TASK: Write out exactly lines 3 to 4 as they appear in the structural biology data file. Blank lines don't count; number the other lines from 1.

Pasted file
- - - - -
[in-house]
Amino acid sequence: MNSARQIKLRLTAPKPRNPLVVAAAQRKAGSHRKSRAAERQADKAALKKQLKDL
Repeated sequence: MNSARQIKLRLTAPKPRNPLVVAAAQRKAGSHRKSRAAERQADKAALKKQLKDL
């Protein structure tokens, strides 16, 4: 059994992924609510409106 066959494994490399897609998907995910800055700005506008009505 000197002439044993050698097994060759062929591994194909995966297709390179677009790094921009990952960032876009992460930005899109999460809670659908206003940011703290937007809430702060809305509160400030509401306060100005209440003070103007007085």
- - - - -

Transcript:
Repeated sequence: MNSARQIKLRLTAPKPRNPLVVAAAQRKAGSHRKSRAAERQADKAALKKQLKDL
């Protein structure tokens, strides 16, 4: 059994992924609510409106 066959494994490399897609998907995910800055700005506008009505 000197002439044993050698097994060759062929591994194909995966297709390179677009790094921009990952960032876009992460930005899109999460809670659908206003940011703290937007809430702060809305509160400030509401306060100005209440003070103007007085």